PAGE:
The Sydney Record reminds that Canada lias spent $211,000,000 upon canals and makes clear the maritime sentiment regarding them, “it would be fairer, comments the Record, “if the people of Ontario and Quebec remembered the facts . . if central Canada has con-

tributed toward the maintenance of the Intercolonial in the past, central Canada lias profited from the Intercolonial because that railway lias enabled central Canadian manufacturers to reap gains in a profitable market in the maritimes. And

there has been nothing for the maritimes on the profit side of the canals account.”

A Veiled Threat

THE Moncton conference disclosed an aroused maritime people. “No maritime interest can suffer by continuing in every way possible to tell the Canadian people that we are not asking favors but the simple justice which is our constitutional right,” urges the St. John Globe, adding, “Should a few more years show us that these constitutional rights are still ignored and should, if our own efforts fail to change the current, then must be sought the remedy advocated more than fifty years ago, by those steady and farseeing maritime leaders who predicted from Confederation the very things we to-day are considering how to organize to combat.”

A concomitant phase of the transportation question is the maritime plea that more western and central Canadian freight be routed through Canadian territory. They complain that too much Canadian freight goes to Portland, Maine, for Atlantic shipment. The Toronto Globe is sympathetic toward this maritime demand, that more Canadian trade go through maritime ports, and reminds that the fathers of Confederation had this in mind in building the Intercolonial. The Globe sees by returns of the minister of railways for 1924 that there was a distinct decrease in Canadian exports via Portland. The figures show a decline from 105,623 tons in 1923 to 84,774 tons in 1924; a decrease from 9,820 to 6,921 head of cattle; and from 19,048,000 to 7,480,000 bushels of grain. Commenting, the Globe says: “The control of the export situation rests with the shipper. Carriers cannot divert. The Government can provide the railways and the ships: it remains with those who route Canada’s export trade to keep in mind the interests of Canadian ports.”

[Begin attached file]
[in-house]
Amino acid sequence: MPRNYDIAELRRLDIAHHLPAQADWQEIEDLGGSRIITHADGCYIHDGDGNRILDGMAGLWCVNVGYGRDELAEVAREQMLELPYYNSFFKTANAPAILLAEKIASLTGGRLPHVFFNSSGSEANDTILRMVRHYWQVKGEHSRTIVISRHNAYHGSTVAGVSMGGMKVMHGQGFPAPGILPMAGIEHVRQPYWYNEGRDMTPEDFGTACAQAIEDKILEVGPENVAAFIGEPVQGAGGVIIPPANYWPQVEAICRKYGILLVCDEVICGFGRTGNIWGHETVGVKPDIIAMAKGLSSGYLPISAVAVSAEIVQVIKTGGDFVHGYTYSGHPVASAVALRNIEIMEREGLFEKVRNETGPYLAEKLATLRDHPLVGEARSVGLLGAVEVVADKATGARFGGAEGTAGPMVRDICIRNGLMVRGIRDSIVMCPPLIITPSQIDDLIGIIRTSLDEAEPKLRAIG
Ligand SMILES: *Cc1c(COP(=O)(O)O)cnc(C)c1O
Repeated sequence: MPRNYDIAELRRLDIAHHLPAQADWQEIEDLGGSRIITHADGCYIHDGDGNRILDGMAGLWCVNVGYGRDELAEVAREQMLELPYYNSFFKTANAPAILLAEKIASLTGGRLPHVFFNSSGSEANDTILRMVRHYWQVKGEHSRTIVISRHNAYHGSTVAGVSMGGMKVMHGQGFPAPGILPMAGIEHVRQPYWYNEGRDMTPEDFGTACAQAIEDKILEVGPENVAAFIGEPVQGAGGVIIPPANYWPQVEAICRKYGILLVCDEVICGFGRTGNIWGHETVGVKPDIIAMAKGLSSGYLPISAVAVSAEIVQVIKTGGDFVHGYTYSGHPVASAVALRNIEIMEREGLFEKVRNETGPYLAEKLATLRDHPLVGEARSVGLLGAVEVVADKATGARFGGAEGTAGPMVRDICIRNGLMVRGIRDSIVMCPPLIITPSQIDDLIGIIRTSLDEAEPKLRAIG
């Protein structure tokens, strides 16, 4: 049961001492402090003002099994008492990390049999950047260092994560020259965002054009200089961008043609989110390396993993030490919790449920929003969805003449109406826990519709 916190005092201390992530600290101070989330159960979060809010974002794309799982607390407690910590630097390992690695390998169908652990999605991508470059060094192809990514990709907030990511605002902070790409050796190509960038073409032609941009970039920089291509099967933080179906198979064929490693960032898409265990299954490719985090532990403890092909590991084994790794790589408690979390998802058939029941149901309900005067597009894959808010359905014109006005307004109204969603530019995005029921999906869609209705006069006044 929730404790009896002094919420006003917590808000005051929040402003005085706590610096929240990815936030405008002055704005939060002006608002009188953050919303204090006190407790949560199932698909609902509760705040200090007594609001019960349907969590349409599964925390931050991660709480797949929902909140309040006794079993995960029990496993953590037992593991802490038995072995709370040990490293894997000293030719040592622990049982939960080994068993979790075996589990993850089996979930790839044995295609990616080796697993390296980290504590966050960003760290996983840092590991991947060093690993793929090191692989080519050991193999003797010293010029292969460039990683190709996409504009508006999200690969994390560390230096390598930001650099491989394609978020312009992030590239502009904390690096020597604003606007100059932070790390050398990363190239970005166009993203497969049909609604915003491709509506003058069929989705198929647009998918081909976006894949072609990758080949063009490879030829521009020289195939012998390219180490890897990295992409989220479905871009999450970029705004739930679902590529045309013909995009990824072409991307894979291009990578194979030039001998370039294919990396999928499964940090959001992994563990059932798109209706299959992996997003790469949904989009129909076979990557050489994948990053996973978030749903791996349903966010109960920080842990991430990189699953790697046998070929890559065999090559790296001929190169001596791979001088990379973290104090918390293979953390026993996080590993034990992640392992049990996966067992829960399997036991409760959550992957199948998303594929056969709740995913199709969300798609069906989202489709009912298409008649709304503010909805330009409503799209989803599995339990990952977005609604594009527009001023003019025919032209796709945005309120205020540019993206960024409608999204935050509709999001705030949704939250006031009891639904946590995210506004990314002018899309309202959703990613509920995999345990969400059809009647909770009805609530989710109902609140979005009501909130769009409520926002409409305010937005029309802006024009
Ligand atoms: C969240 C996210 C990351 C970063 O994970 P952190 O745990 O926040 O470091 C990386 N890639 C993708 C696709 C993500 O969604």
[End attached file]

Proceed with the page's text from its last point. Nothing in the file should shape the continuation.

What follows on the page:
But the St. John Globe is not satisfied with the Toronto Globe's explanation. It would rid the C.N.R. of its Portland terminal. Says the New Brunswick editor: “What we want the people of Canada to see is that this competition is antagonistic and unnecessary. Maritime ports suffer a four-fold injury. They lose unrouted freight that finds its way to Portland. They lose routed freight that might not be routed the Portland way if Portland were not a station on the National system. They lose the business inward and outward of steamers that, if not served by the government road at Portland, would be served by the same road at St. John or Halifax. They also lose the additional benefit that would come from C.N.R. Canadian employes and C.N.R. Canadian supply houses getting the wages and the supply pay which is now given to C.N.R. officials and supply agencies in a foreign country.” This much, then, for the transportation and trade side of the maritime situation.